Thirty-six patients had a postoperative CT scan and 26 (26 [65%] of 40) patients had an intra-abdominal collection (mean ± SD diameter, 7 ± 3 cm; range, 3-13 cm). These collections were treated by percutaneous drainage in 16 cases (62%), percutaneous puncture in 5 (19%), no intervention in 4 (15%), and reoperation in 1 at postoperative day 15 for the drainage of an infected collection not accessible percutaneously. Of the 16 patients who had percutaneous drainage, 4 (25%) had the surgical drain still in place. Bacteriological analysis revealed infection in surgically or percutaneously collected fluid in 22 patients. There was no morbidity related to percutaneous drainage. Mean ± SD maximal daily output of PF was 85 ± 23 mL (range, 10-230 mL).
Conservative management of PF was instituted in 39 patients (98%) and was successful in 38 patients (97%). Twenty-eight patients (70%) received TPN for a mean ± SD duration of 20 ± 14 days (range, 5-65 days). No patients experienced complications of TPN. Octreotide was administered as curative treatment in 35 patients (88%) and antibiotics were given in 24 (60%). In the patients with a high amylase level in surgical drainage, drains were withdrawn after mean ± SD 19 ± 16 days (range, 4-90 days). In the 16 patients who required percutaneous drainage, drains were inserted on average on postoperative day 9 ± 4 (mean ± SD) (range, 5-21 days) for a mean ± SD duration of 17 ± 14 days (range, 2-58 days). No patients treated percutaneously required further surgery. The overall mean ± SD time to PF closure was 21 ± 11 days (range, 4-65 days) after diagnosis: 23 ± 13 days in the 28 patients treated with TPN and 13 ± 12 days in the 12 who received oral feeding (P = .03).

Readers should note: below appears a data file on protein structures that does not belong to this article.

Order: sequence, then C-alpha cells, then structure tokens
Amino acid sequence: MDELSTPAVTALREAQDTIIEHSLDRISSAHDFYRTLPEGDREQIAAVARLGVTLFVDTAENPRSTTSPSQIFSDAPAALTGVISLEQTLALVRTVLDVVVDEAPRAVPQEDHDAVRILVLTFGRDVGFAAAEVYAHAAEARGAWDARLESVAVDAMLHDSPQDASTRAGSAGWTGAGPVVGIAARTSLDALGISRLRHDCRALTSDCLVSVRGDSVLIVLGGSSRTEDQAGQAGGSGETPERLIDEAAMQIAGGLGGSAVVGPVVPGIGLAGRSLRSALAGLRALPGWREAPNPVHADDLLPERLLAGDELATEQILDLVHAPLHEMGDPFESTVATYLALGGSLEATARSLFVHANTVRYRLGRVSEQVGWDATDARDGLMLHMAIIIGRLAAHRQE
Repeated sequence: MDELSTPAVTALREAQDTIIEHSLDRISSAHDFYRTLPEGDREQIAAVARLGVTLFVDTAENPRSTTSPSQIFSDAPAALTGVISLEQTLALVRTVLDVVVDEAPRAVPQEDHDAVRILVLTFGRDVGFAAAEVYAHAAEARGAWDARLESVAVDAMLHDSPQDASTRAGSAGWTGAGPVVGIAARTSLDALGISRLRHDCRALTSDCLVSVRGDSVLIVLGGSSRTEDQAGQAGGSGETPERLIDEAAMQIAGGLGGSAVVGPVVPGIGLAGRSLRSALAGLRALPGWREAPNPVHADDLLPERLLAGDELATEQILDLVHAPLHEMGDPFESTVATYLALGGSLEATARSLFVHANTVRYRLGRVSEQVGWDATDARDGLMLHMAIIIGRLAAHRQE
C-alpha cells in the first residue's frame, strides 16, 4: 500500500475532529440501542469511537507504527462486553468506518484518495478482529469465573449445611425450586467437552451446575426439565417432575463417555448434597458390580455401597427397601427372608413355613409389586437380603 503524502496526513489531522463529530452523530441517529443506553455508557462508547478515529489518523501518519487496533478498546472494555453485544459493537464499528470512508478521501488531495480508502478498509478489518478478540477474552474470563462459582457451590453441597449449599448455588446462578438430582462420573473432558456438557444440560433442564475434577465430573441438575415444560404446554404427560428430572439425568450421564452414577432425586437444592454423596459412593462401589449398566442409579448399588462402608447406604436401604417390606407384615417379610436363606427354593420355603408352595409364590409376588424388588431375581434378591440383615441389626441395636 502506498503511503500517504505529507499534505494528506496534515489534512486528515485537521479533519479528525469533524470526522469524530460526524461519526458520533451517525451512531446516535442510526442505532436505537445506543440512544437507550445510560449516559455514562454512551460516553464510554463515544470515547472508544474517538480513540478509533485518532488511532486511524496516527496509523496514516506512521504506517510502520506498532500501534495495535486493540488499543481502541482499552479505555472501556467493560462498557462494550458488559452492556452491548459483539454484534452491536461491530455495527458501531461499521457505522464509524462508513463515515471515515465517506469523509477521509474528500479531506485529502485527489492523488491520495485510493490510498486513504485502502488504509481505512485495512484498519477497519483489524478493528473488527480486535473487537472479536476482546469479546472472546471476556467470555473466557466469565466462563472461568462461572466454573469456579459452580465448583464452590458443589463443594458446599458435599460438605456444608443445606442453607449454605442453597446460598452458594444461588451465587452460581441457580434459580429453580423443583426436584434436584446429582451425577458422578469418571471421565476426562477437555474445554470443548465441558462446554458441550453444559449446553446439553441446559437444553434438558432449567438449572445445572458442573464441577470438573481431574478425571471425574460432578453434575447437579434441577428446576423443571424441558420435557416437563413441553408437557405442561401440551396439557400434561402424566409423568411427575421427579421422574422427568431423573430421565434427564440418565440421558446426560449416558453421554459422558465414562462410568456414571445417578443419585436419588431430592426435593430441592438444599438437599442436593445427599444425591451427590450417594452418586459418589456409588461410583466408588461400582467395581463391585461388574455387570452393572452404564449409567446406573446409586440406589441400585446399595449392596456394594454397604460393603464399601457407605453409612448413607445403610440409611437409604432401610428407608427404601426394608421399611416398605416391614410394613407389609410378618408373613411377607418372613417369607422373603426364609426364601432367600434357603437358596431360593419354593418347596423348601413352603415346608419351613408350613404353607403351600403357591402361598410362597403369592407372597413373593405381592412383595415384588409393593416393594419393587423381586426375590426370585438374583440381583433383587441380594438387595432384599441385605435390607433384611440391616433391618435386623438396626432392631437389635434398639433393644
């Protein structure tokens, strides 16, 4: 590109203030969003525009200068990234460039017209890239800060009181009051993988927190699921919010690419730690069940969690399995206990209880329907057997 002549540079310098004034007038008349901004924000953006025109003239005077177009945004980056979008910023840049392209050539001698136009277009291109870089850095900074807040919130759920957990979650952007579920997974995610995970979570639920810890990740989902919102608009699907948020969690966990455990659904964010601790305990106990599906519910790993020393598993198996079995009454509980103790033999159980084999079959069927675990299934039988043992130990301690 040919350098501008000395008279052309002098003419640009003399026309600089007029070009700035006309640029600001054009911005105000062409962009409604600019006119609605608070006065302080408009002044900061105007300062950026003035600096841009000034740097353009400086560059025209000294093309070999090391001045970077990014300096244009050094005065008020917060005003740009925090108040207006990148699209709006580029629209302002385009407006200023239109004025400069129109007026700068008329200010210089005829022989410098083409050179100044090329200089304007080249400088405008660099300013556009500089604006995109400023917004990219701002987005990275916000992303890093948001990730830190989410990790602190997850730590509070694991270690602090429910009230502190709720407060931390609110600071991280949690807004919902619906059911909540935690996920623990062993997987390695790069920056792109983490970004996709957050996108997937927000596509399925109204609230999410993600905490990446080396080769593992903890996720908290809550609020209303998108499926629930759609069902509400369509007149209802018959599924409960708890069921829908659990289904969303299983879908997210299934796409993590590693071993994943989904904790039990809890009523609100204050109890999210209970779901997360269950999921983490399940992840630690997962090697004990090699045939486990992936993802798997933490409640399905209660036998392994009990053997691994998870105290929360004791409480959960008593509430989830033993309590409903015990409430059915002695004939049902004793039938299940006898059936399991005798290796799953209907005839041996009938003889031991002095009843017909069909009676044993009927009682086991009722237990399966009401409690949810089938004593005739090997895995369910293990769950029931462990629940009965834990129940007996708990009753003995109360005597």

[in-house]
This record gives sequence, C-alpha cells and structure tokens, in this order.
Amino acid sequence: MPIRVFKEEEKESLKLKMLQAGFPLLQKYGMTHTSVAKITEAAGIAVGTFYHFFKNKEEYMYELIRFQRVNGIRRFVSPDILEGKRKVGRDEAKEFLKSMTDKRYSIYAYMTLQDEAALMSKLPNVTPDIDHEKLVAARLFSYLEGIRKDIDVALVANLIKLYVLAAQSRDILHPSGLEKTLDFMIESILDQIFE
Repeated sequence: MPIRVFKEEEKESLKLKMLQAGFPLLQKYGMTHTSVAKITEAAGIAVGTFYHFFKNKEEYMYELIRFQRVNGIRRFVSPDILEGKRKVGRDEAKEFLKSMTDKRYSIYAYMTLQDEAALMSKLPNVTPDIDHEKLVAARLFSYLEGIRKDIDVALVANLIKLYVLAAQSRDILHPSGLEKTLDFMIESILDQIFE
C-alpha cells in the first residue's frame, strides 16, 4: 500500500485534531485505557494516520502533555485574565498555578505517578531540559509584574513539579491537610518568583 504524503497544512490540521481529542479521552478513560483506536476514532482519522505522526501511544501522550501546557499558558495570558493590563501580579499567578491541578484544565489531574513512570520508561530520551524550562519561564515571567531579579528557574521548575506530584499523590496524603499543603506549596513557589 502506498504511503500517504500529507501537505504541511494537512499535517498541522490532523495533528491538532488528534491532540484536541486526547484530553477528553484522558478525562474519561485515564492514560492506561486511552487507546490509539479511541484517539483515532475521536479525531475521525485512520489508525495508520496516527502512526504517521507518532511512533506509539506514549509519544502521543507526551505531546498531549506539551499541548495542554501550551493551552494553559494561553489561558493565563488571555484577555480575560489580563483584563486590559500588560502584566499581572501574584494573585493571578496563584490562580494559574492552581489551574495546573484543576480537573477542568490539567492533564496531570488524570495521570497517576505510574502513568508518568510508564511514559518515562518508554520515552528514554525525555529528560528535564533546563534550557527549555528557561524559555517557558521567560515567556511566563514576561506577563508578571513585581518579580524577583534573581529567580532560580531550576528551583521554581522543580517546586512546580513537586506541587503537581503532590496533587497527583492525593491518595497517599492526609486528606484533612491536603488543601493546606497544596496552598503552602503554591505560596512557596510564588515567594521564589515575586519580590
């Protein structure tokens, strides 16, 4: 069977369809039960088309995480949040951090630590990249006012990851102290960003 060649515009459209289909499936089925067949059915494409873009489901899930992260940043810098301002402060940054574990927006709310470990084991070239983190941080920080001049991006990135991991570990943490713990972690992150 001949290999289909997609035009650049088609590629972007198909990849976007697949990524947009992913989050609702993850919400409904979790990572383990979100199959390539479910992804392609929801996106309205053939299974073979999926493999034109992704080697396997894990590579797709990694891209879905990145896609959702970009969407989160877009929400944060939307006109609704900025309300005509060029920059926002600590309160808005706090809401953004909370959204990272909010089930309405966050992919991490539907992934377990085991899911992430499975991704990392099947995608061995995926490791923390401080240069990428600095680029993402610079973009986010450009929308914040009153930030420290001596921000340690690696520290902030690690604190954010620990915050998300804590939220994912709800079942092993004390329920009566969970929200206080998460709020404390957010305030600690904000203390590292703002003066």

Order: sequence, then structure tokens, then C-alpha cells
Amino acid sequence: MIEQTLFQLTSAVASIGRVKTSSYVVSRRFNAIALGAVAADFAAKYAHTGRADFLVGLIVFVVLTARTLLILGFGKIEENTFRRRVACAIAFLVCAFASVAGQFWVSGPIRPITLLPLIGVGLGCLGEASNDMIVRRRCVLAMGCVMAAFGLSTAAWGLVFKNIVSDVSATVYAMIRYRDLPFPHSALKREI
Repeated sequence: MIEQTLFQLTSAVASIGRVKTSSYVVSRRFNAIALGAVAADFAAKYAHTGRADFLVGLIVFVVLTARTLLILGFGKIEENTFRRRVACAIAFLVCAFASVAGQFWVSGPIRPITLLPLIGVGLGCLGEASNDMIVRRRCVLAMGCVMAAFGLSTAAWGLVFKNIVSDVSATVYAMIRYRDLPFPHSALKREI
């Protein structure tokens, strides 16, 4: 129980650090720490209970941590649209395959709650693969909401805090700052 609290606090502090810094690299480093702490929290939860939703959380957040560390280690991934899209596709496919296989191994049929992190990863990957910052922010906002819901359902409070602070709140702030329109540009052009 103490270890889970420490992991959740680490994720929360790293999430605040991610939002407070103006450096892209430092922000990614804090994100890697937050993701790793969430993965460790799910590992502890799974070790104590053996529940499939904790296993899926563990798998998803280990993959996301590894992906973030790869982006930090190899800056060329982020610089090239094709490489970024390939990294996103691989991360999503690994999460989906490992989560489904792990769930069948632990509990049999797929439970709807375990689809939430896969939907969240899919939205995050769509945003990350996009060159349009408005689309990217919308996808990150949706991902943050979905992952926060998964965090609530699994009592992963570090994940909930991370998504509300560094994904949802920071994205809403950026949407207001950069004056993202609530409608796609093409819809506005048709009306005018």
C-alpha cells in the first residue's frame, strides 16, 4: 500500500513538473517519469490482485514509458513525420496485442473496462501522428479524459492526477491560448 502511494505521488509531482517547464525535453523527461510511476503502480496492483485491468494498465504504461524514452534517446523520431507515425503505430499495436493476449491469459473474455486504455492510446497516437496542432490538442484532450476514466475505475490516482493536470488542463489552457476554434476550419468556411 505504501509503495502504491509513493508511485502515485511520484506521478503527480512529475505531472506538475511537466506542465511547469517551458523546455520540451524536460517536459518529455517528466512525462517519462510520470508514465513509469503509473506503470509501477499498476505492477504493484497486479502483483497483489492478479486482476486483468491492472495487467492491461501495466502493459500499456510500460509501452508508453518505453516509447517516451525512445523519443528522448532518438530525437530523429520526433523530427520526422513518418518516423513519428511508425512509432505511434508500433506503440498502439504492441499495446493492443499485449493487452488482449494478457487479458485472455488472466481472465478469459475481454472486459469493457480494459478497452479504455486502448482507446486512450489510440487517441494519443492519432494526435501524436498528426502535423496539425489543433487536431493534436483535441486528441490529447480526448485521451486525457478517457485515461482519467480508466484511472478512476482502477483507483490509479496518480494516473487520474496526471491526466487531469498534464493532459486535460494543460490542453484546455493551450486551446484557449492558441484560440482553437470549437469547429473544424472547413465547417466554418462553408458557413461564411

Three patients with PF developed hemorrhage, including 2 who had bleeding through the drainage tract at postoperative days 14 and 23. In 1 patient, hemorrhage stopped spontaneously but transfusion was needed; the other patient needed surgical hemostasis. The third patient developed pseudoaneurysm of the gastroduodenal artery, revealed by hemosuccus pancreaticus 1 month after hospital discharge, and was treated by transcatheter embolization. Altogether, 2 patients with PF (2 [5%] of 40) underwent reoperation (1 with an abdominal collection not accessible by percutaneous drainage and 1 who developed hemorrhage).
Mean ± SD hospital stay was 36 ± 17 days (range, 16-88 days) for patients who developed PF vs 15 ± 13 days (range, 7-35 days) for those without PF.
Subgroup analysis of the following factors did not reveal a statistically significant difference in the incidence of PF: indication for DP, splenic preservation, additional procedure, texture of parenchyma at the transection margin, technique of closure of the pancreatic stump, blood transfusion, and preventive use of octreotide (Table 4). Conversely, the rate of PF was 35% (13/37) when the pancreas was transected at the body vs 20% (27/138) after transection at the neck (P<.04). Multivariate analysis identified 2 independent risk factors for PF: absence of elective ligation of the main pancreatic duct (OR, 2.2 [95% confidence interval, 1.0-4.7]) and transection at the body (OR, 2.1 [95% confidence interval, 1.1-5.5]). According to these 2 predictive factors, the observed rates of PF ranged from 16% to 63% (Table 5).